The care of the patient with quadriplegia secondary to cord damage has not yet reached a level comparable to that given other patients with severe paralysis. Because injury to the cervical spinal cord results in such devastating loss, a defeatist attitude of helplessness and hopelessness all too often pervades this type of care. However, a fairly high degree of independence and self-sufficiency is possible for most patients if a program based on preserving all remaining function is begun early.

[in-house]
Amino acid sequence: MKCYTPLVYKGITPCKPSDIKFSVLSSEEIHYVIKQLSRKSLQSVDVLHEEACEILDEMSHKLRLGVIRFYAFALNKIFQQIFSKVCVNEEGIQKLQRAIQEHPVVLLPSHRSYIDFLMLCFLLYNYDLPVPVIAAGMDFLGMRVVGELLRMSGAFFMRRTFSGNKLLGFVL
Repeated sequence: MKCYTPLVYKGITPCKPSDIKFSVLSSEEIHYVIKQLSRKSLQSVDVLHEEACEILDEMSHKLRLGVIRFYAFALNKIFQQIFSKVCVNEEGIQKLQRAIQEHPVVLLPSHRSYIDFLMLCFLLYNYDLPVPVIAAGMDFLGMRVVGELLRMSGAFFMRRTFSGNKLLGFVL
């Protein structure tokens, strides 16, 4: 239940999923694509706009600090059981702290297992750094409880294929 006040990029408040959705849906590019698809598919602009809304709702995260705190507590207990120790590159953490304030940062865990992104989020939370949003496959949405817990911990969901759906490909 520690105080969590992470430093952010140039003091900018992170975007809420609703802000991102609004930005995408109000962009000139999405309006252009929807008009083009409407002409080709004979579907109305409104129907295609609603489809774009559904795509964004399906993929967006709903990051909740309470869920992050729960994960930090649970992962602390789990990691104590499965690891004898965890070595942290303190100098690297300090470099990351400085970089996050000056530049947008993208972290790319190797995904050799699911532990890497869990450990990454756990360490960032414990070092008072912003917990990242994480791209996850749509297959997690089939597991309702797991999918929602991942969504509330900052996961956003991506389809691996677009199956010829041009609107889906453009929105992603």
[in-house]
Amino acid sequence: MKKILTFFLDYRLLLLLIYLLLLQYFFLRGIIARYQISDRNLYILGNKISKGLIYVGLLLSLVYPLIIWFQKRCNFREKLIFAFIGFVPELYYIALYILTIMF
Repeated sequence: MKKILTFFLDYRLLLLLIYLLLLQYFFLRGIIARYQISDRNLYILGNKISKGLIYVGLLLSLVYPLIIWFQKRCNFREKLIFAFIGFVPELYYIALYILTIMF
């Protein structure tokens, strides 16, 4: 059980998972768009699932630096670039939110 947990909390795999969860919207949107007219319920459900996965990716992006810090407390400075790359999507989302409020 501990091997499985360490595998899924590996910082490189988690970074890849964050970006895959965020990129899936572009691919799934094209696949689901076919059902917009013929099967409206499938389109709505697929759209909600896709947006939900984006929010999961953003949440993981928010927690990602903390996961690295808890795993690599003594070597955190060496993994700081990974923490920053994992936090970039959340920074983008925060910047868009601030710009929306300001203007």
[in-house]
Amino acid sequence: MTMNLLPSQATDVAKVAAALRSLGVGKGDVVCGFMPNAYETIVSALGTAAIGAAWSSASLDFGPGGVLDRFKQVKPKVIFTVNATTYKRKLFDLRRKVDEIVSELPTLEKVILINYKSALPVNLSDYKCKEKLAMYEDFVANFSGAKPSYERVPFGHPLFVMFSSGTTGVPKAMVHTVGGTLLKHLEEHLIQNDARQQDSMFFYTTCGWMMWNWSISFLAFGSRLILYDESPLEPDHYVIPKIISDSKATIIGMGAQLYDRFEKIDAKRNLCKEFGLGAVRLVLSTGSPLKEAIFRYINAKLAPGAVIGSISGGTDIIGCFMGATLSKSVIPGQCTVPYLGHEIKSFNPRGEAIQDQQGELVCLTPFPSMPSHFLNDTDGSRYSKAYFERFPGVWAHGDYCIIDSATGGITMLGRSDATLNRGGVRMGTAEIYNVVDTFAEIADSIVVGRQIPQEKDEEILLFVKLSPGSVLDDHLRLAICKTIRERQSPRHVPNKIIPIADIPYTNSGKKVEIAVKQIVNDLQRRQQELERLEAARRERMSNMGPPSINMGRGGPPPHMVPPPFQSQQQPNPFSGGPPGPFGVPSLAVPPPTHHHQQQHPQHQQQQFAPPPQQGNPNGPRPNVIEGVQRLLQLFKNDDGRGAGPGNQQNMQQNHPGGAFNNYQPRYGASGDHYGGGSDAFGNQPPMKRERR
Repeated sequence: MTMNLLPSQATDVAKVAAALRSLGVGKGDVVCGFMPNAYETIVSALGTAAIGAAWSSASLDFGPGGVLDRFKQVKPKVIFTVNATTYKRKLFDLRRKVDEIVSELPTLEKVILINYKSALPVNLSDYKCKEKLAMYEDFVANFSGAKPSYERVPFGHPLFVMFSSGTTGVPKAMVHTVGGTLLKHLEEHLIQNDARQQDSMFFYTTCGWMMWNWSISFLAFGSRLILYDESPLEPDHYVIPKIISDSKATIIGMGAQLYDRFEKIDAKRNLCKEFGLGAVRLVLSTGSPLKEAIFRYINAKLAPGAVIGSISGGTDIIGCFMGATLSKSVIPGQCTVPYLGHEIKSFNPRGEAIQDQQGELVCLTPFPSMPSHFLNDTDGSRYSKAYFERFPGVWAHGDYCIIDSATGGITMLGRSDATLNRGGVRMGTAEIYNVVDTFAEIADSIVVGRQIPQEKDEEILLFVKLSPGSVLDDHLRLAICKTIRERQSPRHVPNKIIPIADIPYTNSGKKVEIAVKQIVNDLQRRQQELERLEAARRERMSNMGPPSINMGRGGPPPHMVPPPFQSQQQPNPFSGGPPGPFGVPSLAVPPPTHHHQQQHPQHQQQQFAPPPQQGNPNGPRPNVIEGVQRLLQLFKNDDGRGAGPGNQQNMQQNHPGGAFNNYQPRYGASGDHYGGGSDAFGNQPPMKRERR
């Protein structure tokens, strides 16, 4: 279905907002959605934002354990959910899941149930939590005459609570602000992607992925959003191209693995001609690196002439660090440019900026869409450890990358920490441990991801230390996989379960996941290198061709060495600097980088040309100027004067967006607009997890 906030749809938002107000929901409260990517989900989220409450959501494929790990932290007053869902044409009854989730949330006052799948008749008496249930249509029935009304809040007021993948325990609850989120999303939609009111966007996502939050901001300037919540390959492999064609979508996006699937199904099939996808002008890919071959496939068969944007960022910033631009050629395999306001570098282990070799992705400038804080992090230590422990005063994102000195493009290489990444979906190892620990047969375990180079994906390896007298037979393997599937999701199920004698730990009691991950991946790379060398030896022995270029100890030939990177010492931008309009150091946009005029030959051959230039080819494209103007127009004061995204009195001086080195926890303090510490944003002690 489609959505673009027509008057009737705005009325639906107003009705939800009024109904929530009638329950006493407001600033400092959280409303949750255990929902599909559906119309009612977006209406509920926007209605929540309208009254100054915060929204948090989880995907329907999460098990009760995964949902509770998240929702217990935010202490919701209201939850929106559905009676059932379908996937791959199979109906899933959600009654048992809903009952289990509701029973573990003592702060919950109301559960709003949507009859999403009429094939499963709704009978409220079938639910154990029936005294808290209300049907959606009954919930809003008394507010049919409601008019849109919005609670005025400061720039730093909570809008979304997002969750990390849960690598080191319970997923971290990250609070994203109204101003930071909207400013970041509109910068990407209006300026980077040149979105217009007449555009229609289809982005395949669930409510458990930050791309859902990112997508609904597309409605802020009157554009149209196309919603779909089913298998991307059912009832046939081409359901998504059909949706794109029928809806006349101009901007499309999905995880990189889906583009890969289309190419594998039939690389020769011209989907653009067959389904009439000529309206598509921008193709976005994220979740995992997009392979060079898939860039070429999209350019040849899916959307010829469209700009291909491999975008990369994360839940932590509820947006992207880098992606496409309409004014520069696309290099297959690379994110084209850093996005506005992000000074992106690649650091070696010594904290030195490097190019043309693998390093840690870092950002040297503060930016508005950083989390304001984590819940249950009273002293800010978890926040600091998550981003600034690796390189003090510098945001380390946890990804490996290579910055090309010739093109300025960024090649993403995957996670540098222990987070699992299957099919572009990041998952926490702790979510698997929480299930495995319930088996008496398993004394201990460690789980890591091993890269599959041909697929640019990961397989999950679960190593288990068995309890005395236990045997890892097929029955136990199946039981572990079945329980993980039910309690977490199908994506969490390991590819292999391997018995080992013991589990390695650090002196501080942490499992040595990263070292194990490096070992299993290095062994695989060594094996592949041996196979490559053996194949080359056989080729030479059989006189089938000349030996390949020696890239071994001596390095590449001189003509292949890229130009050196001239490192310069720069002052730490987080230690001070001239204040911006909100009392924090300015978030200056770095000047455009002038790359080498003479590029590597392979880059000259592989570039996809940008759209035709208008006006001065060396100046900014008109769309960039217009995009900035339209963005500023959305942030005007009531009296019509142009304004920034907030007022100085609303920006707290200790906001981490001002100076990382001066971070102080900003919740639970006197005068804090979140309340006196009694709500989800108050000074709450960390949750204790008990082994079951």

The principles of treatment are not difficult to put into practice. There are two major considerations: (1) to prevent the added damage of decubiti, contractures, and further neurological loss, and (2) to make maximum use of residual function.
The first concern is the prevention of further neurological trauma. Since the origin of the brachial plexus is in the cervical area, any progression of spinal-cord or root damage results in loss of